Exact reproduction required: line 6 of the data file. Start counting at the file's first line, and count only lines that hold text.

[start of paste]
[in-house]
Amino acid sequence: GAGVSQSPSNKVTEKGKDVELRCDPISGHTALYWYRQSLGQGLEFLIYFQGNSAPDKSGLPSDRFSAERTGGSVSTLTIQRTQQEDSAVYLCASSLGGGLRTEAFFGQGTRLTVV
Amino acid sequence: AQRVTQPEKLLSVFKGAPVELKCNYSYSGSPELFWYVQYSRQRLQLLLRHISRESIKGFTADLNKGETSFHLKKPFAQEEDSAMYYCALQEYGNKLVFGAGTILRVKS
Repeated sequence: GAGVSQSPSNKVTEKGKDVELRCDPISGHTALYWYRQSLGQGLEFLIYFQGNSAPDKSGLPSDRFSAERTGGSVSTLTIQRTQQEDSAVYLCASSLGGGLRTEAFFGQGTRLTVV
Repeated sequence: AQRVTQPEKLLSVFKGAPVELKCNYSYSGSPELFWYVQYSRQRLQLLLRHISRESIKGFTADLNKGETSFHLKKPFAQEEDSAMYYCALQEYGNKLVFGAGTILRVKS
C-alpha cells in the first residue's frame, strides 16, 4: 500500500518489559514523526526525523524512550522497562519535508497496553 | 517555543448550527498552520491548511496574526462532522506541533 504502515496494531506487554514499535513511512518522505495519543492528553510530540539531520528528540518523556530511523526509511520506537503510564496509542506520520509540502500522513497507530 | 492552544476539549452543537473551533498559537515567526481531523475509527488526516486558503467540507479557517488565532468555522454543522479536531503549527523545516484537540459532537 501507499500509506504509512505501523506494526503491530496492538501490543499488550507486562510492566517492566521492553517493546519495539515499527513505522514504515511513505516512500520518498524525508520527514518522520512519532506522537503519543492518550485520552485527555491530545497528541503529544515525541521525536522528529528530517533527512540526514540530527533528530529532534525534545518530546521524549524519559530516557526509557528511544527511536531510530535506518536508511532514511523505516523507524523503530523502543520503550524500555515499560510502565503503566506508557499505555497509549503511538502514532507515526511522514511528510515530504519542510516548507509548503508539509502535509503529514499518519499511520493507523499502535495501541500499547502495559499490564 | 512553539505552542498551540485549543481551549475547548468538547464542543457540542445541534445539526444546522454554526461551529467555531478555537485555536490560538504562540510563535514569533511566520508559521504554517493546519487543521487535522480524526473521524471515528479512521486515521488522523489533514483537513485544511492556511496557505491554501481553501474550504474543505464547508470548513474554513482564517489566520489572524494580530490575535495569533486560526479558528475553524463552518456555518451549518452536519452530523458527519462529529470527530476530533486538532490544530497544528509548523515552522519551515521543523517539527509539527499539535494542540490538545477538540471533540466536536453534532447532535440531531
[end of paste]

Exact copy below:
C-alpha cells in the first residue's frame, strides 16, 4: 500500500518489559514523526526525523524512550522497562519535508497496553 | 517555543448550527498552520491548511496574526462532522506541533 504502515496494531506487554514499535513511512518522505495519543492528553510530540539531520528528540518523556530511523526509511520506537503510564496509542506520520509540502500522513497507530 | 492552544476539549452543537473551533498559537515567526481531523475509527488526516486558503467540507479557517488565532468555522454543522479536531503549527523545516484537540459532537 501507499500509506504509512505501523506494526503491530496492538501490543499488550507486562510492566517492566521492553517493546519495539515499527513505522514504515511513505516512500520518498524525508520527514518522520512519532506522537503519543492518550485520552485527555491530545497528541503529544515525541521525536522528529528530517533527512540526514540530527533528530529532534525534545518530546521524549524519559530516557526509557528511544527511536531510530535506518536508511532514511523505516523507524523503530523502543520503550524500555515499560510502565503503566506508557499505555497509549503511538502514532507515526511522514511528510515530504519542510516548507509548503508539509502535509503529514499518519499511520493507523499502535495501541500499547502495559499490564 | 512553539505552542498551540485549543481551549475547548468538547464542543457540542445541534445539526444546522454554526461551529467555531478555537485555536490560538504562540510563535514569533511566520508559521504554517493546519487543521487535522480524526473521524471515528479512521486515521488522523489533514483537513485544511492556511496557505491554501481553501474550504474543505464547508470548513474554513482564517489566520489572524494580530490575535495569533486560526479558528475553524463552518456555518451549518452536519452530523458527519462529529470527530476530533486538532490544530497544528509548523515552522519551515521543523517539527509539527499539535494542540490538545477538540471533540466536536453534532447532535440531531